Nearly one dozen amendments, for example, attempted to defund one or more aspects of Obama's landmark healthcare law. Other amendments sought to strip power from agencies controlled by the White House, like the Environmental Protection Agency (EPA), and to undermine organizations aligned with Democratic causes, like Planned Parenthood.
Despite House passage, the bill's future appears dim. The Democrat-controlled Senate has said it will reject the bill's deep spending cuts, which means a short-term spending bill will likely be needed before the current spending bill expires on March 4.
Just before the final vote, the House rejected language that would repeal a requirement that federally funded construction projects pay prevailing wage rates. More than 40 Republicans joined all the Democrats in a 189-233 vote against that proposal, which was sponsored by Rep. Steve King (R-Iowa).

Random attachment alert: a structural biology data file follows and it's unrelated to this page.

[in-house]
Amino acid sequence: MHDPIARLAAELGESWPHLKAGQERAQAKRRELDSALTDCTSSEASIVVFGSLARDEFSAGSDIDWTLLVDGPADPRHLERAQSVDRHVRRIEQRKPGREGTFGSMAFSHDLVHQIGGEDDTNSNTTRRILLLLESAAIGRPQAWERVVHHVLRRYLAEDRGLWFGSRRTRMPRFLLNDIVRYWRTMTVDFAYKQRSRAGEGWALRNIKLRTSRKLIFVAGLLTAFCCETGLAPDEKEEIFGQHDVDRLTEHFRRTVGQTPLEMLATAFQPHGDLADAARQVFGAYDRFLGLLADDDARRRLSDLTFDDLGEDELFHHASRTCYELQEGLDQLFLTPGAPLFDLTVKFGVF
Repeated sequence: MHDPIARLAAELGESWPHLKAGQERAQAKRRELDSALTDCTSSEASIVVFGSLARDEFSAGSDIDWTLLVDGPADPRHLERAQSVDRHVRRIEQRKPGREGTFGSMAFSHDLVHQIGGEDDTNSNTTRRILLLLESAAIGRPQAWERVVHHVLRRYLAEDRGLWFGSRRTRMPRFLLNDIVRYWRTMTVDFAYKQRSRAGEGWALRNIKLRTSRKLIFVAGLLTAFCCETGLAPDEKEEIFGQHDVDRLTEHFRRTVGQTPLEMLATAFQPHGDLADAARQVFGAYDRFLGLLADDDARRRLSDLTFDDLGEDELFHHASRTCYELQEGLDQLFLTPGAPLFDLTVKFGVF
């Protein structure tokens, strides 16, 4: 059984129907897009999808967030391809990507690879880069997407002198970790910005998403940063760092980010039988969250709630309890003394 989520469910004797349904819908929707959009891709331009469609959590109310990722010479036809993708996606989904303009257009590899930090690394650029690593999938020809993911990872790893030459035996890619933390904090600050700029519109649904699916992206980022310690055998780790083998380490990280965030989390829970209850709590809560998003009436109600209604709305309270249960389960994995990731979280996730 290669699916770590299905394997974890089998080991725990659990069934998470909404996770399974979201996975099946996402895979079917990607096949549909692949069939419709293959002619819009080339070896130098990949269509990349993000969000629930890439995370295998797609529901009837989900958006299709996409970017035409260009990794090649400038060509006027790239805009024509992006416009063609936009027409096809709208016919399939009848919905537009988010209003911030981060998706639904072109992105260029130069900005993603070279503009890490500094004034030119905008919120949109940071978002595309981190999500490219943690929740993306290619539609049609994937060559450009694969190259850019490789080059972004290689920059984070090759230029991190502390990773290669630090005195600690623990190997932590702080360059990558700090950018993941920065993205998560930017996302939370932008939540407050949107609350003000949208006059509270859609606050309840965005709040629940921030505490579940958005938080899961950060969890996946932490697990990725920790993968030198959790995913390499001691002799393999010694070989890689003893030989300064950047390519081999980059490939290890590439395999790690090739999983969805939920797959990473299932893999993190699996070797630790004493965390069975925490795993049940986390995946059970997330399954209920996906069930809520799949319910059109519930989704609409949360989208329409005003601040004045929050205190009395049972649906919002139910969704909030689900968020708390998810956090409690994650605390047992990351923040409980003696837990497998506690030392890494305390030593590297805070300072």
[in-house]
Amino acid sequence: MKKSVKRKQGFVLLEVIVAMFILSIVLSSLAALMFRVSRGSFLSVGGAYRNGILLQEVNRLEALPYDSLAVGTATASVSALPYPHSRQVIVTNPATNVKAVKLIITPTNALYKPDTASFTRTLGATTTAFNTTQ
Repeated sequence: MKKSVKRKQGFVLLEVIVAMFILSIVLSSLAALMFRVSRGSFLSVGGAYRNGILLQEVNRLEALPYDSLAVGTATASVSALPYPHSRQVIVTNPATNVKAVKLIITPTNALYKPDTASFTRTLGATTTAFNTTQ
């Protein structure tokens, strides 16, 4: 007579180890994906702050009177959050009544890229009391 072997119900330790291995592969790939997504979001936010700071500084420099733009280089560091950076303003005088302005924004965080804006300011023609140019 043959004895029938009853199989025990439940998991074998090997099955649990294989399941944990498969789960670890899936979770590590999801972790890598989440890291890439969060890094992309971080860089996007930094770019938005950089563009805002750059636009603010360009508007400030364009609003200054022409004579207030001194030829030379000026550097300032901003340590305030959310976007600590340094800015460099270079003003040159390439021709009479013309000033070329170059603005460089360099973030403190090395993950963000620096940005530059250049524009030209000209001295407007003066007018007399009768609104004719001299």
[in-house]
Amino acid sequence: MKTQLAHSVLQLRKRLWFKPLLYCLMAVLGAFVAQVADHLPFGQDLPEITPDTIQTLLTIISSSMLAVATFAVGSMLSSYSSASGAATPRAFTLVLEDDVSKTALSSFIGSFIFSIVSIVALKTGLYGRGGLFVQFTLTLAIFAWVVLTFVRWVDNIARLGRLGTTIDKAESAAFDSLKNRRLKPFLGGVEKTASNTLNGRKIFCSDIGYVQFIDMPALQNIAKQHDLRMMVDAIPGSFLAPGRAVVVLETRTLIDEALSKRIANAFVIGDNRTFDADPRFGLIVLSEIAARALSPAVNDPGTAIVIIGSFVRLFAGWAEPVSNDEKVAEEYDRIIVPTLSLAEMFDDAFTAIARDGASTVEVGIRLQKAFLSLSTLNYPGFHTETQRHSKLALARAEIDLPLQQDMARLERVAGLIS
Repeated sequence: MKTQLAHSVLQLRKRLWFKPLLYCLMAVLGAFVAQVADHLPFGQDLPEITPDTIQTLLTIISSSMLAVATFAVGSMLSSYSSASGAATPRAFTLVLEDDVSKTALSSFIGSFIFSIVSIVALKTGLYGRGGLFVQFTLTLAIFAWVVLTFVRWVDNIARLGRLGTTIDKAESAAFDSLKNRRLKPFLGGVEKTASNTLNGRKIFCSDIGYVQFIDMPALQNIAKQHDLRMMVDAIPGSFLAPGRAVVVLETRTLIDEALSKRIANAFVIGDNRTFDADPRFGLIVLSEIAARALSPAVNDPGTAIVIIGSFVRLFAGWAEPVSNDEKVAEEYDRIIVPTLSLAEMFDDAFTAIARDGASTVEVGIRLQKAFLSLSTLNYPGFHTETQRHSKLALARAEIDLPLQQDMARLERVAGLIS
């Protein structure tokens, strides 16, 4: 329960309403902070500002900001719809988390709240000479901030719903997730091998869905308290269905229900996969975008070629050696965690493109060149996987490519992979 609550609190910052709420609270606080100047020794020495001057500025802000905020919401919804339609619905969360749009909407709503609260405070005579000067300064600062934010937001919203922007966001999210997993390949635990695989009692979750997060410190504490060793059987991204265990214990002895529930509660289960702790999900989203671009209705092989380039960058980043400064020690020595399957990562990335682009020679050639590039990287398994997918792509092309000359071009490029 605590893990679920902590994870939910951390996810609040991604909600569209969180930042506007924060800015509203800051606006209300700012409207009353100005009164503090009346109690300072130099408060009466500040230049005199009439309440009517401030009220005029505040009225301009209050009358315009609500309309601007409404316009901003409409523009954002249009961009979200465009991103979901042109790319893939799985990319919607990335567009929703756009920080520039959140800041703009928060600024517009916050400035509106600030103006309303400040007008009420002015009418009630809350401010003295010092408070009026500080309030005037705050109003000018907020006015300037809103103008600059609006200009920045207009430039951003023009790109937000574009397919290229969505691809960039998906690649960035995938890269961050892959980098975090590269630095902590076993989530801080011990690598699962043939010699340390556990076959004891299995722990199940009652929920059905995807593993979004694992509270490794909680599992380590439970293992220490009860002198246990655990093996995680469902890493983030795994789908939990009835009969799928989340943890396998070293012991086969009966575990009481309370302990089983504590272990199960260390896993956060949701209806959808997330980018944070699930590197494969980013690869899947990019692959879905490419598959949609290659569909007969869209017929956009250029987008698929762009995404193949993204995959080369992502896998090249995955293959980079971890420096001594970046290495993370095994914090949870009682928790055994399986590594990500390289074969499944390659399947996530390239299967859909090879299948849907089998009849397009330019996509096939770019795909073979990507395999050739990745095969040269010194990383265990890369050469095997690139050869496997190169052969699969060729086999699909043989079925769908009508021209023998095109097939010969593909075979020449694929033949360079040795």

By voice vote, the House accepted an amendment from Nan Hayworth (R-N.Y.) that would block funding for the Independent Payment Advisory Board (IPAB), which was established under last year's healthcare law. Hayworth argued that the IPAB would be tasked with lowering Medicare costs, but would do so by reducing payments to hospitals, shutting off access to care.
Rep. Rosa DeLauro (D-Conn.) downplayed this as one of several duplicative votes held Friday to defund implementation of the healthcare law.
The final amendment debated was from Rep. Steve LaTourette (R-Ohio) that would have replaced H.R. 1 with new language cutting another $14 billion. However, LaTourette withdrew that amendment after debate. Earlier in the day, the House voted against a separate proposal to cut $22 billion more than H.R. 1.